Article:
Beier, M., Stephan, A., and Hoheisel, J.D. 2001. Synthesis of photolabile 5′‐O‐phosphoramidites for the production of microarrays of inversely oriented oligonucleotides. Helv. Chim. Acta 84:2089‐2095.
   Giegrich, H., Eisele‐Bühler, S., Hermann, C., Kvasyuk, E., Charubala, R., and Pfleiderer, W. 1998. New photolabile protecting groups in nucleoside and nucleotide chemistry—synthesis, cleavage mechanisms and applications. Nucleosides Nucleotides 17:1987‐1996.
   Hasan, A., Stengele, K.P., Giegrich, H., Cornwell, P., Isham, K.I., Sachleben, R., Pfleiderer, W., and Foote, R.S. 1997. Photolabile protecting groups for nucleosides: Synthesis and photodeprotection rates. Tetrahedron 53:4247‐4264.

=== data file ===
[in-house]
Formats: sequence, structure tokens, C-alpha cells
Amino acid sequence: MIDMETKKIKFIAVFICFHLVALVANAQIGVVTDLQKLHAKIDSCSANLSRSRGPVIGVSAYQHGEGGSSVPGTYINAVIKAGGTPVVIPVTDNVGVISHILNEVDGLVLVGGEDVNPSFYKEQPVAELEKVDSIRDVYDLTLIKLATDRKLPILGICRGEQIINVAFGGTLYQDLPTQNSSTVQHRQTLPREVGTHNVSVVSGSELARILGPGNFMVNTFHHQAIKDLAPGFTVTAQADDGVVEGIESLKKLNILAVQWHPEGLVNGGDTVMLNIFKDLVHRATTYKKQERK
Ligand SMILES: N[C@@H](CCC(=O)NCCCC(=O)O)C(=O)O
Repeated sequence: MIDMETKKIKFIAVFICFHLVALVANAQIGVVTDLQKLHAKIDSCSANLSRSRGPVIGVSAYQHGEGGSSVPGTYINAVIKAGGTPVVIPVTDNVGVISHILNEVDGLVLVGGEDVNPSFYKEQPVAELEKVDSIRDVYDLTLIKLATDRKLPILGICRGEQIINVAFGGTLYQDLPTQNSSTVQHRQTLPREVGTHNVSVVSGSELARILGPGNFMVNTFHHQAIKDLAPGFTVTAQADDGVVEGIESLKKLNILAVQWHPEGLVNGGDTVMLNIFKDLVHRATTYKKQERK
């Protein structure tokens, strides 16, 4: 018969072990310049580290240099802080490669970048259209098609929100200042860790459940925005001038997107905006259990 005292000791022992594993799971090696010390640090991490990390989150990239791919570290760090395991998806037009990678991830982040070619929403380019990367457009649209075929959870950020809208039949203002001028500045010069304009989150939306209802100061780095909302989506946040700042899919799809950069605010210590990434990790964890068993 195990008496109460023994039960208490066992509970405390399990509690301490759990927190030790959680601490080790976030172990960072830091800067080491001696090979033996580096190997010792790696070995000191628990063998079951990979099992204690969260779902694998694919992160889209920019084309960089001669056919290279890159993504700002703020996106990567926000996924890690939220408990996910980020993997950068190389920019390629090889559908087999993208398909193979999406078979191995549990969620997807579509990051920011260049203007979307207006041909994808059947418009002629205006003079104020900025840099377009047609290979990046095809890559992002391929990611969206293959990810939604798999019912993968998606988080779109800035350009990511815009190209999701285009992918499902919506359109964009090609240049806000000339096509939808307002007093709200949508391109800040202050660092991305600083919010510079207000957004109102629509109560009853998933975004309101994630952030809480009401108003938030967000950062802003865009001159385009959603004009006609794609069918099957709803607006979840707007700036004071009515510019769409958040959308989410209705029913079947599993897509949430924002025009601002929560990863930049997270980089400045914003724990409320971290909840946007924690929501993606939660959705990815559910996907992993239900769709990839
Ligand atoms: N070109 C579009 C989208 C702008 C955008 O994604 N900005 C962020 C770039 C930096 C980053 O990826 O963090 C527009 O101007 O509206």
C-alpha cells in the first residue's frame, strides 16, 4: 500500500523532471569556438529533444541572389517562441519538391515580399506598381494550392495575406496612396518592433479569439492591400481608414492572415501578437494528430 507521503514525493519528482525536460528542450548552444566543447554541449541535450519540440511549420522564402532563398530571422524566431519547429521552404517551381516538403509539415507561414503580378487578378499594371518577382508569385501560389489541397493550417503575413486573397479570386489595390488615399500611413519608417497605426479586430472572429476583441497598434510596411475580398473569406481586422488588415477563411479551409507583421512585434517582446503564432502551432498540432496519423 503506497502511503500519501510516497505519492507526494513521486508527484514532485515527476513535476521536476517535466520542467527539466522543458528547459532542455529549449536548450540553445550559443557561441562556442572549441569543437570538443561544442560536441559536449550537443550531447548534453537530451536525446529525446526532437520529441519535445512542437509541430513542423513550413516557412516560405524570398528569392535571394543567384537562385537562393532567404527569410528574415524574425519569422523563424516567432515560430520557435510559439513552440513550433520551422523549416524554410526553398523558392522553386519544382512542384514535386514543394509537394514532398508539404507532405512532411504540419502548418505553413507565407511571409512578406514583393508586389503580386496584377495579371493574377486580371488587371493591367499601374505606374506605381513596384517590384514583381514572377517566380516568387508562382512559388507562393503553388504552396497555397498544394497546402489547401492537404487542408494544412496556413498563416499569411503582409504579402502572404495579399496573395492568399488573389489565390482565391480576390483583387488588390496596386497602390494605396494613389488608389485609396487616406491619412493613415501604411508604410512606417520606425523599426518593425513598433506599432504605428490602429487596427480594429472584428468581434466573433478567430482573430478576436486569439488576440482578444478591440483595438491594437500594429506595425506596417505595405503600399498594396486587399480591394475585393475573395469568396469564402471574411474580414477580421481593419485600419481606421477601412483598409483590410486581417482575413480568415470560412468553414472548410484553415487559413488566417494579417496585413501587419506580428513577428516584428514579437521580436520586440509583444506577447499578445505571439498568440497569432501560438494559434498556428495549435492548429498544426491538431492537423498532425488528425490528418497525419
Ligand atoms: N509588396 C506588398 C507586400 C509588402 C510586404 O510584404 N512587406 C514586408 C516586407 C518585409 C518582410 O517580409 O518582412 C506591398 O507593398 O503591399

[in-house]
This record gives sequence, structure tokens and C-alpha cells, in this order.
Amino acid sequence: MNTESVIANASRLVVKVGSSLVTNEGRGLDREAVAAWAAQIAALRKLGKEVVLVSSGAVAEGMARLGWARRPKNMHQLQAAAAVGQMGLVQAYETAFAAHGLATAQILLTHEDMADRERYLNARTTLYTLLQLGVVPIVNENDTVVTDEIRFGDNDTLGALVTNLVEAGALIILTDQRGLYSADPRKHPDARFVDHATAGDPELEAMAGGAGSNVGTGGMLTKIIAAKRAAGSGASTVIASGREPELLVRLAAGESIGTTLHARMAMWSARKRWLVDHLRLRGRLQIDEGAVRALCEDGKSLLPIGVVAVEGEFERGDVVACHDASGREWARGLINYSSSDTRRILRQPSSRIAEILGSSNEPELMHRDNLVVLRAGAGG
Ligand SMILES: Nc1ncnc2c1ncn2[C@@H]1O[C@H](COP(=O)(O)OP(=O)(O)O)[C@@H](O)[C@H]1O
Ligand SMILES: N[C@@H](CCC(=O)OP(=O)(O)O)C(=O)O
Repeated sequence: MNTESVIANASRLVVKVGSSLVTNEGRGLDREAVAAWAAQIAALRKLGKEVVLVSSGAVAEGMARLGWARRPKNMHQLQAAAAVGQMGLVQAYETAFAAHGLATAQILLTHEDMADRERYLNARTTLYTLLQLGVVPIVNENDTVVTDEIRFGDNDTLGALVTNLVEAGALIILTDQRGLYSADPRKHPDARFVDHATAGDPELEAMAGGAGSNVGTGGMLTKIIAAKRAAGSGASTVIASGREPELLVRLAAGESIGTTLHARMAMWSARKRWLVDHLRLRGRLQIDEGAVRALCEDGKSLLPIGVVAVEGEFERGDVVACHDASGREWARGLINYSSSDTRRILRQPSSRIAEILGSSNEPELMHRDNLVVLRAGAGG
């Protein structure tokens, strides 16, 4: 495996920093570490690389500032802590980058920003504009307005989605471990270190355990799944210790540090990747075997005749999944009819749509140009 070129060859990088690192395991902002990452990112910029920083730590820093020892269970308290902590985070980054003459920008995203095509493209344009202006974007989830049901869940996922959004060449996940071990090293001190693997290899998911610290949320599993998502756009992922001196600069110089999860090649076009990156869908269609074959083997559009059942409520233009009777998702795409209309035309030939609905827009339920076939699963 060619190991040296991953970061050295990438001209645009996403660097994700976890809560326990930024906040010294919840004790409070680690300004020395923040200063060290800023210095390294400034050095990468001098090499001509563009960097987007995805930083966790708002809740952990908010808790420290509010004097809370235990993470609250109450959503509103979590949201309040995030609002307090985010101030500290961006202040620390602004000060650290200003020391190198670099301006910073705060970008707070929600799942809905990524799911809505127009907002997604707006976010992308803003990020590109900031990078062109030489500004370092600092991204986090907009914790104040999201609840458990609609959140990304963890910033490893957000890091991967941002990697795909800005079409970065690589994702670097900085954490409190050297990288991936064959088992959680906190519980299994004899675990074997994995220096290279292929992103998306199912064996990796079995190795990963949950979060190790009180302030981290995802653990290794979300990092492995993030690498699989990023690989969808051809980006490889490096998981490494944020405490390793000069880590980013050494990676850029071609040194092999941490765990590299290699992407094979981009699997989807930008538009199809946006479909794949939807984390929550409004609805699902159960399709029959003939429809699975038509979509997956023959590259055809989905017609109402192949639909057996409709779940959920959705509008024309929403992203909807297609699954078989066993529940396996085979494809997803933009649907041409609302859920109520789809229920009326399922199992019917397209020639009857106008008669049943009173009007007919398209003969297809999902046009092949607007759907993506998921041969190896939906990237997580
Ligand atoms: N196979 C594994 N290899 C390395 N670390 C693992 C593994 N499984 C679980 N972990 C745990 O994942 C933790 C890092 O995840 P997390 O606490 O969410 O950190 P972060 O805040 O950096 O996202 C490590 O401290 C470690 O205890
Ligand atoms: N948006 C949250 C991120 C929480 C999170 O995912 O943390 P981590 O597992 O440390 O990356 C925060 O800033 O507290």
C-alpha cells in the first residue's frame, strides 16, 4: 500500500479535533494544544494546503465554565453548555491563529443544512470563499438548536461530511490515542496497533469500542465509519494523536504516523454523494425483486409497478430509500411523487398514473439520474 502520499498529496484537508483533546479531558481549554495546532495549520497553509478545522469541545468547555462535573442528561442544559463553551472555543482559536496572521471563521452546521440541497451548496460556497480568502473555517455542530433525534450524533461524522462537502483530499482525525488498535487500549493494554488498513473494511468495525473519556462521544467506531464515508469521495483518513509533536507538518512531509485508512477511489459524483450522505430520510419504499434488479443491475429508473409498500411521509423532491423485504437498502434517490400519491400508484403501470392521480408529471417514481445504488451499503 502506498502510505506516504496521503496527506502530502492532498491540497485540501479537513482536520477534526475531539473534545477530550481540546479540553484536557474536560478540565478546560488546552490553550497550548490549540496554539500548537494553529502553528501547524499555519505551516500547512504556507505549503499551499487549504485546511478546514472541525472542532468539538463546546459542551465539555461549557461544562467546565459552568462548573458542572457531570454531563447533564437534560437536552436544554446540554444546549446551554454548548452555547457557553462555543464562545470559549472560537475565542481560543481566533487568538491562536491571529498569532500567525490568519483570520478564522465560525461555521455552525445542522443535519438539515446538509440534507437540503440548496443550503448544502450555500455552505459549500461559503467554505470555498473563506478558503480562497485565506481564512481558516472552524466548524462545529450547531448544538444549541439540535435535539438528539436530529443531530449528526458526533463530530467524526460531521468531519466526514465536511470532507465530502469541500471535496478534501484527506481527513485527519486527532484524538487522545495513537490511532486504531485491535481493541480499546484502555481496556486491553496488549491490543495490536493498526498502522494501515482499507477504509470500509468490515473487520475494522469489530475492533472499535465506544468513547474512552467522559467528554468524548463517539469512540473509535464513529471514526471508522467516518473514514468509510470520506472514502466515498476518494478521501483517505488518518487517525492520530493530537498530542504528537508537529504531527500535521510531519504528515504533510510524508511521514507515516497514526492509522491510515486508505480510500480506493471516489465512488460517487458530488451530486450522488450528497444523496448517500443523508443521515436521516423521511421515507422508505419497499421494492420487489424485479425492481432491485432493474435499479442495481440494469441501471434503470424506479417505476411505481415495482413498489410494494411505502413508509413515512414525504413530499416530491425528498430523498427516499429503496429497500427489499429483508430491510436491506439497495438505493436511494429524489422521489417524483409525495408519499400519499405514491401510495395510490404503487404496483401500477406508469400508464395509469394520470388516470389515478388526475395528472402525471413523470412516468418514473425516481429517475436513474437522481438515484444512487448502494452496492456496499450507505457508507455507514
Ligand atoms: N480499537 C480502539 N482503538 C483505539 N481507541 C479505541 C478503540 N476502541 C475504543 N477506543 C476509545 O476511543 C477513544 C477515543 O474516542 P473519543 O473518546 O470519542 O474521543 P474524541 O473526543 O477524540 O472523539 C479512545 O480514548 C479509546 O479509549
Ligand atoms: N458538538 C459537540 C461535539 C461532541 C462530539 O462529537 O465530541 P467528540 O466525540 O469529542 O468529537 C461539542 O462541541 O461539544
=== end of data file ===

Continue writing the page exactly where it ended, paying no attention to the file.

Pease, A.C., Solas, D., Sullivan, E.J., Cronin, M.T., Holmes, C.P., and Fodor, S.P.A. 1994. Light‐generated oligonucleotide arrays for rapid DNA sequence analysis. Proc. Natl. Acad. Sci. U.S.A. 91:5022‐5026.
   Singh‐Gasson, S., Green, R.D., Yue, Y.J., Nelson, C., Blattner, F., Sussman, M.R., and Cerrina, F. 1999. Maskless fabrication of light‐directed oligonucleotide microarrays using a digital micromirror array. Nat. Biotechnol. 17:974‐978.
   Sinha, N.D., Davis, P., Usman, N., Perez, J., Hodge, R., Kremsky, J., and Casale, R. 1993. Labile exocyclic amine protection of nucleosides in DNA, RNA, and oligonucleotide analog synthesis facilitating N‐deacylation, minimizing depurination and chain degradation. Biochimie 75:13‐23.
   Uhlmann, E., and Pfleiderer, W. 1981. Helv. Chim. Acta 64:1688‐1704.